Today, most Chinese have only one name, but in feudal China, it was not uncommon for women to have two and for men to have at least three different names; Sun Yat-Sen had four in addition to his surname and one added after his death (姓孫、 名文、 字德明、逸仙、 號中山樵、 諡國父). The practice was condemned as outmoded by the May 4th movement of 1919, but it is important for anyone studying Chinese history to realize that the same person may be called different names by different people. Perhaps, because the words that are used in Chinese names are often also words that may be used in everyday language. The Chinese have an obsession with names that is entirely alien to the Western mind. Another way of understanding this is the use of nicknames commonly created in Western society.
A child's True Name or Formal Name (mearng 名) is usually chosen by the head of the family (not necessarily the child's parents). This was then his or her True Name, i.e. the name that was entered into the family or clan records and which will eventually go on the gravestone. Men did not use this name in everyday life, but women were usually called by their True Names. Most women had only a True Name. Most modern Chinese have only a True Name and no other name. Sun Yat-Sen's True Name was 文 ('cultured').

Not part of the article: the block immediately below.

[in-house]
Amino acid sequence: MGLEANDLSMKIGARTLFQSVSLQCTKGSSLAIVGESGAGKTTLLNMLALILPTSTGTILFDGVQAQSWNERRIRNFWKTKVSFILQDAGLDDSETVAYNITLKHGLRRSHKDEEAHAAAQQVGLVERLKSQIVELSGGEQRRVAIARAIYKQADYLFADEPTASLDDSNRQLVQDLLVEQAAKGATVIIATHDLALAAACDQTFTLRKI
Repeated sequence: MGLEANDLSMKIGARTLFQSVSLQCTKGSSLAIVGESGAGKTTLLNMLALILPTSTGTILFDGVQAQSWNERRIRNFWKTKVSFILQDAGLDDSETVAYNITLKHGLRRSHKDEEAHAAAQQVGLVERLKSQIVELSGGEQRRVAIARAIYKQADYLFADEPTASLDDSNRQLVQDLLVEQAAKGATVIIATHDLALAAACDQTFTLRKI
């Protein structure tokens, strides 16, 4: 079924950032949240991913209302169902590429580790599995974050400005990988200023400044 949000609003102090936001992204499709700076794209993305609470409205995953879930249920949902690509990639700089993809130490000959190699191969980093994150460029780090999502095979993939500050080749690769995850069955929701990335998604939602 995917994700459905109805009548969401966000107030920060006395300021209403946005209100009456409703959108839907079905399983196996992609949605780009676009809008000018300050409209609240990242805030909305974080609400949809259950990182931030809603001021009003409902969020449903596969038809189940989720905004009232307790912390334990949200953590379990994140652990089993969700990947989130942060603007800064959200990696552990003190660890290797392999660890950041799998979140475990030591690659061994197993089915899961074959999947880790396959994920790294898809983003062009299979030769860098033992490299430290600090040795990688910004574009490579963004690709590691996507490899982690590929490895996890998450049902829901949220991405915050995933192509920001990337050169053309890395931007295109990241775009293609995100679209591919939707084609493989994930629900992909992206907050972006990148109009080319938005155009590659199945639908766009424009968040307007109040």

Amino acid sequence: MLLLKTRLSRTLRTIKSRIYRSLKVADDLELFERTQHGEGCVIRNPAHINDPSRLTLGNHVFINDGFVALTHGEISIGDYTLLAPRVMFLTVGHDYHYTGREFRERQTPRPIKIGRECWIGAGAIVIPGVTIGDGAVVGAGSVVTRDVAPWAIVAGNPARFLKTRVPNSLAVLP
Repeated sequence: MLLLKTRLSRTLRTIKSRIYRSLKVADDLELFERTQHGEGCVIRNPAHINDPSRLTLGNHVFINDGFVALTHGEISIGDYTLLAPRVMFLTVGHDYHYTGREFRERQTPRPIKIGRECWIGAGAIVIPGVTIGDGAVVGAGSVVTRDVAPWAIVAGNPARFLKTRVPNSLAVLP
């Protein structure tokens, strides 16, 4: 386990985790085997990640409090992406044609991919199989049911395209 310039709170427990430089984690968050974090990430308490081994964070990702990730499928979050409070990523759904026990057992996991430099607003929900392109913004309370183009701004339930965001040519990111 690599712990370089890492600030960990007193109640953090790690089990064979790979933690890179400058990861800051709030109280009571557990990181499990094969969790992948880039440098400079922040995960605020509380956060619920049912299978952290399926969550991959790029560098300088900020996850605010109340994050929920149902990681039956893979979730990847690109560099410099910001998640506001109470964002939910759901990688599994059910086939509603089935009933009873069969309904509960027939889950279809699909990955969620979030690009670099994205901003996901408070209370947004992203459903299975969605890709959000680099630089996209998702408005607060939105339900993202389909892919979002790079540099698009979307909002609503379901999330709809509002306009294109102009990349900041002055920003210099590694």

A child is sometimes given a name at birth (literally a 'milk name') (gnui mearng 乳名) which was what he or she would be known as within the family. This name would not be used when the child reached adulthood except perhaps in private among close family. It is considered rude to call an adult by his or her Infant Name.
Familiar Name (do 字) is the name that a Chinese man would use in everyday life. When being introduced, this is the name that he would offer. It is the name used by his friends and by his family. Sun Yat-Sen had two Familiar Names, Ock Míng (德明) and Yeit Slen (逸仙). The second of these is pronounced 'Yat-Sen' in Cantonese.